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Everything posted by Tracy

  1. I have been using TOG and I love it. But I got sick, and I can't keep up with the prep time required. I need something more independent for him. He is is a bright kid with a strong history background. He is also a very good and prolific writer. He is now working on the last book in a trilogy, the first two books being about 50 typed pages. Is there something out there that is sufficiently challenging for him?
  2. In the past, I have been very fond of teacher-intensive curricula. But I have been sick for a while now, and I cannot do what I used to do. And as a result, not a lot is getting done. Dd13 is 2e. She really struggles with writing and time management generally. She needs programs that do not beat around the bush. And I need something that I don't have to schedule--that she can pick up and simply do the next thing. I have math, grammar and foreign language covered. I was using TOG for history/lit/writing, but I cannot gather all the materials that are necessary each week. Is there some other program that combines these three things? She has a very strong history background. She is also an excellent writer, but it takes her a lot of time to write. So I need something that is not too easy, but also does not have a lot of busy work.
  3. Thanks, everyone. You are all right, of course. I was just looking at his rough draft and trying to find something for him to improve upon. Spelling and punctuation were perfect. Format was perfect. It was the only thing left. I do want him to keep doing the WA assignments, as they are quite varied. He will do a couple of essays, and then we will move on to letters, plays, posters, poetry, etc. So I guess my goal is just exposure at this point. I think when he is doing his graphic organizer before writing his paragraph, I can have him use key words instead of whole sentences. He will like that, because it is less writing. But it will make him think more about writing his own sentences.
  4. My ds8 is a very prolific writer. We are doing WWE2, which he breezes through. He is currently writing the second book of a trilogy that he is planning. (The first book is 50 types pages.) So I decided to add TOG WriteAids to his curriculum this year, which focuses on essay writing. So far, his assignments have been just to write a single paragraph on a topic that we studied that week in history. Everything he writes is almost word-for-word from his reading material. This child has an amazing memory, so once he has read it, it just sticks in his head. He is trying not to copy the material, but he is having trouble thinking of another way to say it. Anything he comes up with doesn't seem to him to be as good as the original. How can I help him not to plagiarize?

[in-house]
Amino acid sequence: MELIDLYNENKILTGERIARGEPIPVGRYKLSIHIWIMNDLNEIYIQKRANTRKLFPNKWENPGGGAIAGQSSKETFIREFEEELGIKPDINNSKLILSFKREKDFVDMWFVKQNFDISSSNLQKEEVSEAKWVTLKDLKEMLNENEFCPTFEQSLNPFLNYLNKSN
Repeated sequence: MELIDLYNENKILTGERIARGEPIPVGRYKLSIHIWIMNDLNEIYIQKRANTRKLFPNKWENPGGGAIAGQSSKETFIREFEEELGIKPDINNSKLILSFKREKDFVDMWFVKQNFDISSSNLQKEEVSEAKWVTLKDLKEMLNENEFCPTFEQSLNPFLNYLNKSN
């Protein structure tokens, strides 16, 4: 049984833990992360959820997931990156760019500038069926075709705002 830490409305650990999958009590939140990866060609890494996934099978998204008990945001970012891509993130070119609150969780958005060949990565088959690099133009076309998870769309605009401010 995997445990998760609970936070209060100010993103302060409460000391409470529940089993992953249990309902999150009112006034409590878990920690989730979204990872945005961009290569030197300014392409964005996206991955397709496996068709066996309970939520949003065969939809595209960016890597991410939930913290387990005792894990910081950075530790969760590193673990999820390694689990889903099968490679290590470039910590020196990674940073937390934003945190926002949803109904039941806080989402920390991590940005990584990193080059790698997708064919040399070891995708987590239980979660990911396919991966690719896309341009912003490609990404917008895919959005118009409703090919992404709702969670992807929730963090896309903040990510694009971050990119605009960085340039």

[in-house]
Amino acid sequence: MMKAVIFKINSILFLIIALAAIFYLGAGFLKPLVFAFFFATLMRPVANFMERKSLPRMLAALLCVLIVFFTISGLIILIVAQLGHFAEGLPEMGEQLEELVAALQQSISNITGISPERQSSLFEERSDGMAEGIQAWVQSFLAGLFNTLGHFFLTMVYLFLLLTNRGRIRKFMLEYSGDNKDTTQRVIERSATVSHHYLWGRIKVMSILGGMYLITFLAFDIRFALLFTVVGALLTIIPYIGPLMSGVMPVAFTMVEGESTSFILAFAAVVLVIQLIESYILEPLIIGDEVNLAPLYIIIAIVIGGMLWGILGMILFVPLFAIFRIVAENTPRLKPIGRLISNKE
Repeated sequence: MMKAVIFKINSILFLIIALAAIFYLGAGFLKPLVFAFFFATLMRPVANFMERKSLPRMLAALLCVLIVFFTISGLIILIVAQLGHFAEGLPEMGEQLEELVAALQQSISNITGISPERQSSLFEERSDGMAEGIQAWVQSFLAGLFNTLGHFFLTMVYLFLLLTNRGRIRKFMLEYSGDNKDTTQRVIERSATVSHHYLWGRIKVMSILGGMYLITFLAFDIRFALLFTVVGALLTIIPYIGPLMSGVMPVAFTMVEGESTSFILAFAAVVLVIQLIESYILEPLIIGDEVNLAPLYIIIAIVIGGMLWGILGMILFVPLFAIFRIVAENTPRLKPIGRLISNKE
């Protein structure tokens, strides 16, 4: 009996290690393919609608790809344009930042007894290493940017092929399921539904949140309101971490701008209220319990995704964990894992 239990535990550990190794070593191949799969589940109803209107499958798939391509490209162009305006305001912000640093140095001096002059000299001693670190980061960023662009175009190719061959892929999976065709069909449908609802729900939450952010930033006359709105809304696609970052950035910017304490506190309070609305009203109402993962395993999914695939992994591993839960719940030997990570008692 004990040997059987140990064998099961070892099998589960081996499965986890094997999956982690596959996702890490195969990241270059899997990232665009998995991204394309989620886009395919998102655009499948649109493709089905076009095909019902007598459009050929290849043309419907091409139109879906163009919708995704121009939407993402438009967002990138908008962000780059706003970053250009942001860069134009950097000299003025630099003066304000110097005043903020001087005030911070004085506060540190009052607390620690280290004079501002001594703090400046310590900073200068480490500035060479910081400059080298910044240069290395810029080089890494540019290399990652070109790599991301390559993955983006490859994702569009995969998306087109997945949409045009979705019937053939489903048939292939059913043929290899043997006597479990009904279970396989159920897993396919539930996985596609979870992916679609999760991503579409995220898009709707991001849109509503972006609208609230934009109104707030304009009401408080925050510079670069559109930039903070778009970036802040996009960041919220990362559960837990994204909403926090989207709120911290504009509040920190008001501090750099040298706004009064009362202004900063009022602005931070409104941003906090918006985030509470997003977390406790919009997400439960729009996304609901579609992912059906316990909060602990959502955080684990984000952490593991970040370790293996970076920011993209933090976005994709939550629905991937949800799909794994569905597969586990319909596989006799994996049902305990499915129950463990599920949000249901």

5. My 2e 11dd has a friend who is doing NaNoWriMo. She was very interested in it until we broke down how much she would have to do in a day. She is a very good writer, but very slow. She would like to find something like NaNoWriMo that is less intense. It would be great if she could connect with other young writers. She likes to write fantasy and drama mainly. I don't really know what I am looking for, so any suggestions would be great.
  6. Our piano teacher has about 50 students, and recital attendance is optional. She told us that last year, only about 15 attended the Christmas recital, but still enough to have a nice recital. I don't know what "less than stellar" attendance means, but there is a point at which it is not worth having. I think you have to let the teacher run the program the way he wants, and if you don't like it, go elsewhere. I don't think it does anyone any good for parents to get involved in how the teacher wants to run his business. When we didn't like how our piano teacher did things, we found a new one.
  7. I am not sure why you want a first grader to know any math facts at all. It just isn't developmentally appropriate. At that age, they need manipulatives. Just let her use them, and eventually she will start to know the math facts.
  8. I don't know what I would have done without SOTW audio CD's. My then 3yo would listen to the stories over and over. And there were so many of them that it kept him busy for long stretches of time while I schooled my older dd. Best homeschooling investment I have made so far.
  9. This is one of the things my son was in speech therapy for. For my ds, it didn't rise to the level of a processing disorder, but he did need some help learning how to distinguish sounds. The remedy that was given was that the speech therapist would give him pictures of things that sounded alike (for example van and fan). She would cover her mouth and say the word (so he couldn't lip read), and he would have to point to the picture of the word. If got 50% right, then he was guessing. She wanted him at 80% before moving on to the next set of sounds. If you google "minimal pairs," you can find some pictures to work with on your own. But if the problem persists, I agree with a PP to get her evaluated for a processing disorder.